After more than half-a-decade of recorded success, the “remakequel” trend in Hollywood is still going strong. After the successes of Colin Trevorrow’s Jurassic World, Ryan Coogler’s Creed, J.J. Abrams’ Star Wars: The Force Awakens, David Gordon Green’s Halloween, and Tim Miller’s Terminator: Dark Fate, the prevailing mindset in the industry continues to recognize that there’s no upside to remaking a movie or rebooting a continuity when there’s the option to revive major franchises with new chapters that are specifically built to echo the past.
And now it’s The Matrix’s turn. Lana Wachowski’s The Matrix Resurrections is very much a project that feels cut from the same cloth as those major productions, as what’s old is new again, and redemption is sought for previous disappointments.
In that effort, the new blockbuster is mostly successful, as it builds on the established canon, has its own raison d’etre for bringing back the world and characters, and unleashes a series of explosive set pieces – but it’s also a production that stands out as being exceptionally uneven. The first act of The Matrix Resurrections is an absolutely blissful cinematic experience; the second act is a slog burdened with the over-familiar and heavy doses of plot; and the conclusion is fortunately solid enough to make up for the missteps that precede it.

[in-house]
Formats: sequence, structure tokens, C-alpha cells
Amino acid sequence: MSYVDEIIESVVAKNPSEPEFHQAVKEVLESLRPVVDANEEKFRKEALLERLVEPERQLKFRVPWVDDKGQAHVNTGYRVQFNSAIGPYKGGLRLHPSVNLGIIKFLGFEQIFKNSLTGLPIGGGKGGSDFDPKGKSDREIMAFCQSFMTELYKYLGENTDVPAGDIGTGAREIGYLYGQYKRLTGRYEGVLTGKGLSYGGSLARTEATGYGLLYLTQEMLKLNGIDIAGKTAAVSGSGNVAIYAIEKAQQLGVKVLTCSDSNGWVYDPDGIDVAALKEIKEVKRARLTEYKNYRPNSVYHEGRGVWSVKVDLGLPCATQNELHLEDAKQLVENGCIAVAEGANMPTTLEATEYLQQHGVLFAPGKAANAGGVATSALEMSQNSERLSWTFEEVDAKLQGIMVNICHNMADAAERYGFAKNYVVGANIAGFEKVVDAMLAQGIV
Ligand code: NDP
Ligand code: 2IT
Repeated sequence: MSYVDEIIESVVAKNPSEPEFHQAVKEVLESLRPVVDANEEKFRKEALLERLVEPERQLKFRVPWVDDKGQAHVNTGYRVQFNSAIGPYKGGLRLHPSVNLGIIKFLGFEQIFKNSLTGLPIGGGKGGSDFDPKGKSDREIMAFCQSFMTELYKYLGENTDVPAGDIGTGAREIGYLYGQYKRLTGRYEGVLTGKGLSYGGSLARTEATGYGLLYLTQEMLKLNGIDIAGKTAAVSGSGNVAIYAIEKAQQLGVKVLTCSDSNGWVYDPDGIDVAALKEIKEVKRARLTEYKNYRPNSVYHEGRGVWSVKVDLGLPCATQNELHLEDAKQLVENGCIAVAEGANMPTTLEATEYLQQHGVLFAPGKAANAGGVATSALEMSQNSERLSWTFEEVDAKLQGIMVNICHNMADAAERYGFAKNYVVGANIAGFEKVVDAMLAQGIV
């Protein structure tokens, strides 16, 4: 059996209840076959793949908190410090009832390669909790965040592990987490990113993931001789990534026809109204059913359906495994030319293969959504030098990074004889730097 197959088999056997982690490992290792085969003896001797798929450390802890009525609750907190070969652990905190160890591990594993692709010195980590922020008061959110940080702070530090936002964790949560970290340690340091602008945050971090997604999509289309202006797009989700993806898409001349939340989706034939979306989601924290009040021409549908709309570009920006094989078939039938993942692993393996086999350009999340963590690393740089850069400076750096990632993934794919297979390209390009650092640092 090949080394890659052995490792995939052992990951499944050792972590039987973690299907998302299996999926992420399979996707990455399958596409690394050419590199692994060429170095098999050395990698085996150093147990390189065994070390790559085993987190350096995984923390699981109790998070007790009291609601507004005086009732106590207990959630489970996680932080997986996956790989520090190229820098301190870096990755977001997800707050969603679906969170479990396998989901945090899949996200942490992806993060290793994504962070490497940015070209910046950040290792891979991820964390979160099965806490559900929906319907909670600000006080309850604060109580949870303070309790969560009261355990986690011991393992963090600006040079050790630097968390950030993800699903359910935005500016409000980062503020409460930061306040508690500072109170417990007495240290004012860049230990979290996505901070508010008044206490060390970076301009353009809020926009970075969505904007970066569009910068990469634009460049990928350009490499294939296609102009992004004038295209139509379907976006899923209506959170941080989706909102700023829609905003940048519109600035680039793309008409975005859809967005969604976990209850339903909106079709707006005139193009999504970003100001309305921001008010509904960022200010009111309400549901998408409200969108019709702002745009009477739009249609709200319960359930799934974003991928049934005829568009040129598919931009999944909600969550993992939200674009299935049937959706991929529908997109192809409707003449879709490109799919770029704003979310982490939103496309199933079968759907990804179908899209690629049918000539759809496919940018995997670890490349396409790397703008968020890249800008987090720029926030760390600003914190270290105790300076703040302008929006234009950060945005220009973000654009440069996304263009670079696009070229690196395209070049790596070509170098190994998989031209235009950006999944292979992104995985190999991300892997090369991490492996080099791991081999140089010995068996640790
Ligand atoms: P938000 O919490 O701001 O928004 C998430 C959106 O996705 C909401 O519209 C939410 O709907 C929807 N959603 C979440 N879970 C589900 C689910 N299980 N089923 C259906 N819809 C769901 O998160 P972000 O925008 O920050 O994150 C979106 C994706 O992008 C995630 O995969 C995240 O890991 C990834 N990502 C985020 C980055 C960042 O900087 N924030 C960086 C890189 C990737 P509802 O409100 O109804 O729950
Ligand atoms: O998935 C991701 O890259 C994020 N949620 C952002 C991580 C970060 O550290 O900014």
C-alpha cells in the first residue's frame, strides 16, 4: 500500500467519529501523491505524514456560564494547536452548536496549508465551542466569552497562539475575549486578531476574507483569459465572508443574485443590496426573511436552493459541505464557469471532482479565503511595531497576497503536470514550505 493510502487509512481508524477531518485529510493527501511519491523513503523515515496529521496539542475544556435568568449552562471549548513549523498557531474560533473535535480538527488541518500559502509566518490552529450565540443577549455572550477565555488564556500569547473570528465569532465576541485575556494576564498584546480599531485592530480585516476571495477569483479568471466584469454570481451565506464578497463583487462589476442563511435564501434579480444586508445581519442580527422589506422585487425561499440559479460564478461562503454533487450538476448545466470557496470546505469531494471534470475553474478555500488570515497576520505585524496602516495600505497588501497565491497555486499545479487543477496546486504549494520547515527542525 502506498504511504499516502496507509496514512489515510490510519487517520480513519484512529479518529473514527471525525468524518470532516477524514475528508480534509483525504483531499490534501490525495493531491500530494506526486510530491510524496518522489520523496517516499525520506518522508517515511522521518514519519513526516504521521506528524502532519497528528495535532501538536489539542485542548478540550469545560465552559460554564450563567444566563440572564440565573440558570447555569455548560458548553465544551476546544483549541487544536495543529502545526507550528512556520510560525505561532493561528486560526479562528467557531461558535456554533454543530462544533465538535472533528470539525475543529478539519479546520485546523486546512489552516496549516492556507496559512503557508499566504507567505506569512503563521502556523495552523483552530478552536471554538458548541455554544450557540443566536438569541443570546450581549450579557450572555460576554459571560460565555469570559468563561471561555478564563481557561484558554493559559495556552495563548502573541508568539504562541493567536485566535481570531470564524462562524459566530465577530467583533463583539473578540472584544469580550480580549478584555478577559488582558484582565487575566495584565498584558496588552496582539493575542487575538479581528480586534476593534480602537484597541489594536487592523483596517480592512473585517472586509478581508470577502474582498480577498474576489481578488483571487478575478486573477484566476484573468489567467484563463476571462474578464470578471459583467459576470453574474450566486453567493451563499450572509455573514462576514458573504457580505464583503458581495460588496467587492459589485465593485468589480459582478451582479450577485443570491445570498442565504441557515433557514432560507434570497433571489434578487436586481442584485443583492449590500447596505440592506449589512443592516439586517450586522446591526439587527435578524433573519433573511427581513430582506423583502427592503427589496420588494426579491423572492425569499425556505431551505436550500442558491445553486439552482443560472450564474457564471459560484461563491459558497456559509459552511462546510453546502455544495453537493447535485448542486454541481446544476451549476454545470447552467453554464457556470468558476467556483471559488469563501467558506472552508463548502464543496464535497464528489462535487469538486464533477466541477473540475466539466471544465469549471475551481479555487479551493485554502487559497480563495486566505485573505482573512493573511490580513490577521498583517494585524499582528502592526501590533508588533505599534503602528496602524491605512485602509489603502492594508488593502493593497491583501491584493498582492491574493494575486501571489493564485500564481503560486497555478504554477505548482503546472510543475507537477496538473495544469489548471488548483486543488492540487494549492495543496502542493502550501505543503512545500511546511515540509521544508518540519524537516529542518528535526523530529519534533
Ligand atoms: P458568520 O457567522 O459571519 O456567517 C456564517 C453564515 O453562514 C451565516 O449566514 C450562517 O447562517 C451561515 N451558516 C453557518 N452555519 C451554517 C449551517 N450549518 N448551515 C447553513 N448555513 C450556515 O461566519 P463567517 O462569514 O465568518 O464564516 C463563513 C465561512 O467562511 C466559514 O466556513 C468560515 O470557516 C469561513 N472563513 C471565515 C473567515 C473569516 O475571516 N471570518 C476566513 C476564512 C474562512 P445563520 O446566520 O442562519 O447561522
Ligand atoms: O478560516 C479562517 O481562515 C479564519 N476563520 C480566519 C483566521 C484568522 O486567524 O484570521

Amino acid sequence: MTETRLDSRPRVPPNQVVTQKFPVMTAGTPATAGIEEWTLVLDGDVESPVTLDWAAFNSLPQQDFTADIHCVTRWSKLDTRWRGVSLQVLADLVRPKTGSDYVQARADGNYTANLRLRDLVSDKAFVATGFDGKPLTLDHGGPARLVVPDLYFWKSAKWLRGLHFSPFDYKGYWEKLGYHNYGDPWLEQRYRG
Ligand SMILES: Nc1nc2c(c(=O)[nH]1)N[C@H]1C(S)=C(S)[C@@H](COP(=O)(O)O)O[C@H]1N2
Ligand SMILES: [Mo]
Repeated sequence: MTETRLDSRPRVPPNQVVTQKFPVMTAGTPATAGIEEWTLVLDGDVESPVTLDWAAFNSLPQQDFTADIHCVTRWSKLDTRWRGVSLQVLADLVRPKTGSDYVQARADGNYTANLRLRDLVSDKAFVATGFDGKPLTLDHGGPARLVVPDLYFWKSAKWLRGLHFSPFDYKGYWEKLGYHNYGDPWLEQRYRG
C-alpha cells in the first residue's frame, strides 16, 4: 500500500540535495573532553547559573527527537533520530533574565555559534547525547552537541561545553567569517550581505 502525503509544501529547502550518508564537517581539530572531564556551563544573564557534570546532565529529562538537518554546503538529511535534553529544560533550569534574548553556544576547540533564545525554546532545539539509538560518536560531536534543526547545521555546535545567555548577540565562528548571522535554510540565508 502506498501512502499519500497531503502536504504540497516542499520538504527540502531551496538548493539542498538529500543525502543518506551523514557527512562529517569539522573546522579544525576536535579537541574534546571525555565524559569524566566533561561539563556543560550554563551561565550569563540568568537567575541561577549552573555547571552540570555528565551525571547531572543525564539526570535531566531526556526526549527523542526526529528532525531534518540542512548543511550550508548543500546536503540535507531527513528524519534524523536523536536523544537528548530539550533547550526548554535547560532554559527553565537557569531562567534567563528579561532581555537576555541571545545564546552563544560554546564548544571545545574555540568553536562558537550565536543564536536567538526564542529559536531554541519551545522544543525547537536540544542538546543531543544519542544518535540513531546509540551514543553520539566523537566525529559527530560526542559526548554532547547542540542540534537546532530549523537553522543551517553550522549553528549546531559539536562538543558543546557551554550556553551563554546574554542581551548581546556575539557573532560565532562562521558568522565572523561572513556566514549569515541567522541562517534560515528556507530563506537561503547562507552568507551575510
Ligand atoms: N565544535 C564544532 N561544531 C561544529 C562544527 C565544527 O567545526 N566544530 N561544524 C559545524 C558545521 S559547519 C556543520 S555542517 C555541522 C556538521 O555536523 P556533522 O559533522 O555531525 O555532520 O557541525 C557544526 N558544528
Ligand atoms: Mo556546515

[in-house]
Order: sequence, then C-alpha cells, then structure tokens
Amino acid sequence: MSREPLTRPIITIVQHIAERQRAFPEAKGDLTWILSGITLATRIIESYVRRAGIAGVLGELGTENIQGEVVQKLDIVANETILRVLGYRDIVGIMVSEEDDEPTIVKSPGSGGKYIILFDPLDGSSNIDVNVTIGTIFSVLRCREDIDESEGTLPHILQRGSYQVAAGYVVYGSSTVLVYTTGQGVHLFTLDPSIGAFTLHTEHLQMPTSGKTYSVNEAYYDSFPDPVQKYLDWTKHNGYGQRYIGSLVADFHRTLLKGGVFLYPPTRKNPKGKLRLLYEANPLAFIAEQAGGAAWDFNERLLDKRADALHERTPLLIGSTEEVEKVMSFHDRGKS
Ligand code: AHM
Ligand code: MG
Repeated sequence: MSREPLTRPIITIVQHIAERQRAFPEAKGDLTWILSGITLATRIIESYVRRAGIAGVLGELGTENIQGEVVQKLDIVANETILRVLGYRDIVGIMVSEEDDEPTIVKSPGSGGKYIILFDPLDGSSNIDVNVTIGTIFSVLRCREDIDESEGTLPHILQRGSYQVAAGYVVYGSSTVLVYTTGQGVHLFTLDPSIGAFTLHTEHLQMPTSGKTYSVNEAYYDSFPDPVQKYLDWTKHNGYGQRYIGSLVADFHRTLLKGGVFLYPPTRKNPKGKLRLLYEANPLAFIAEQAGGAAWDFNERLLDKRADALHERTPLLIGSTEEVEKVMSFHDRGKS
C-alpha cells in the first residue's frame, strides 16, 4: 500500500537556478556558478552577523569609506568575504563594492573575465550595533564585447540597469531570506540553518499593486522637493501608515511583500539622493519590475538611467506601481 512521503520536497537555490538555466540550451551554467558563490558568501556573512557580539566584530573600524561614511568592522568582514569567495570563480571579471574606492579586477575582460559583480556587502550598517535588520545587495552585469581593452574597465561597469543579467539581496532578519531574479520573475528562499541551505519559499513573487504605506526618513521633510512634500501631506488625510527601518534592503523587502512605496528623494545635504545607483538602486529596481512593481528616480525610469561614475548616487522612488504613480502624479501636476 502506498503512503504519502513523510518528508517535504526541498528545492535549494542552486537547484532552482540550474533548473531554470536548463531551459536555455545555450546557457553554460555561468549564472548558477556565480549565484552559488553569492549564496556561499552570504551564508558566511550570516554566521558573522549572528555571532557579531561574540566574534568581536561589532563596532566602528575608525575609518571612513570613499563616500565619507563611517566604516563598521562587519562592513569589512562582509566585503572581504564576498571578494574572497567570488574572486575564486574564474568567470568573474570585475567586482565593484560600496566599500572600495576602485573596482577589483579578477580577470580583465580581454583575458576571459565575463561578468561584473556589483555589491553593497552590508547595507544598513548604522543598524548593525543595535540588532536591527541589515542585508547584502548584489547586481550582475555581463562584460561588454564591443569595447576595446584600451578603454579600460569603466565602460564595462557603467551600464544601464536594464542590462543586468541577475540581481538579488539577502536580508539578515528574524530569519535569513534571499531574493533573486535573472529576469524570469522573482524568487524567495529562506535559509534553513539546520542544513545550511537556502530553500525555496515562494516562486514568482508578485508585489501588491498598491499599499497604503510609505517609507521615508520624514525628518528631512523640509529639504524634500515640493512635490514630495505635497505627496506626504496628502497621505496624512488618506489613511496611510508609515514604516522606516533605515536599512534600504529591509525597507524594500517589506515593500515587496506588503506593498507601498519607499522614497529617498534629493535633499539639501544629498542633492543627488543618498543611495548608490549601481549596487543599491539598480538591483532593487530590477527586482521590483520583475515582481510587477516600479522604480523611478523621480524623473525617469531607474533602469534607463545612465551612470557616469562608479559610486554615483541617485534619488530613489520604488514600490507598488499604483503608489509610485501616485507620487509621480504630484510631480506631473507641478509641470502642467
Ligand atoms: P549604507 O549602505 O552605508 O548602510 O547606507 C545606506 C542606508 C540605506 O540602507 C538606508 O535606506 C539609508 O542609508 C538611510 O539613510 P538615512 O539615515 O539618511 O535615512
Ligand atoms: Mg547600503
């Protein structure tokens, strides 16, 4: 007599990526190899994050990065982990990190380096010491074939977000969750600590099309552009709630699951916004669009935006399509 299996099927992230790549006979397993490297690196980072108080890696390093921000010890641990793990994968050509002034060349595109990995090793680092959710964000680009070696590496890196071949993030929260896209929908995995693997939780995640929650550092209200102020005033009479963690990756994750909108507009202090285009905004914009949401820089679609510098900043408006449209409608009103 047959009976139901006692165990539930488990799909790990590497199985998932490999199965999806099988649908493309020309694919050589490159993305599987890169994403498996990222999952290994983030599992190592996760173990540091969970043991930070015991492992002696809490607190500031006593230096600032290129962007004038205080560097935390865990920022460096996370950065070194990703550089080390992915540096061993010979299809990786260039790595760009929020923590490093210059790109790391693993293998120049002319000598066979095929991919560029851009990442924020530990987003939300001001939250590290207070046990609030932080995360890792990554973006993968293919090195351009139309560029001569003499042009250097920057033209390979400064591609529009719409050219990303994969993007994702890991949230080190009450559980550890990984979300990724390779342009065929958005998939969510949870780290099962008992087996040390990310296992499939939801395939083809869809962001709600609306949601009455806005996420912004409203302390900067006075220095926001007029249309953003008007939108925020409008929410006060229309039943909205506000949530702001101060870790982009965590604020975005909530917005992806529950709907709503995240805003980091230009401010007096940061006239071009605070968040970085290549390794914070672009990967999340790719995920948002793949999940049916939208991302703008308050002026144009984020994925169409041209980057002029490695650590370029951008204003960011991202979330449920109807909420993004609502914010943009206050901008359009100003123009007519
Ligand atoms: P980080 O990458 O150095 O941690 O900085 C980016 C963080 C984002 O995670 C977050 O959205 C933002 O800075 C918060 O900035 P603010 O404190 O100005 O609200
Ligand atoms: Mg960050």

Written by Lana Wachowski, David Mitchell, and Aleksandar Hemon, The Matrix Resurrections picks up approximately 20 years after the events of the original trilogy, and reintroduces Thomas Anderson (Keanu Reeves) as a world-famous video game designer and cofounder of the company Binary who has some messy psychological issues. While he’s generally able to keep it together and live a normal life, he is occasionally plagued by feelings of unreality, which his therapist (Neil Patrick Harris) is more than happy to tamp down with a prescription of unmarked blue pills that keep Thomas’ mind at rest.
Things begin to change as a result of a confluence of two events – specifically Thomas meeting an oddly familiar woman named Tiffany (Carrie-Anne Moss), whom he feels he knows despite having never met her, and a programmer named Bugs (Jessica Henwick) who has been freed from The Matrix and discovers a new version of legendary hacker Morpheus (Yahya Abdul-Mateen II). The protagonist is put on a path to not only rediscover the delineation between the real world and the digital one created by machines, but also reclaim the lost, powerful love that once successfully changed existence.
It’s a strange thing to say, but the beginning of The Matrix Resurrections is almost too great for the good of the movie, as it creates a high bar that the rest of the film can’t match. After nearly two decades of the Wachowskis refusing to make a new Matrix movie as a cash grab, the first act of the new sequel unleashes spectacular Gremlins 2-level meta cynicism that is utterly delightful, with a new iteration of Smith (Jonathan Groff) set up as Thomas Anderson’s business partner who is greenlighting a new version of their company’s biggest hit: The Matrix.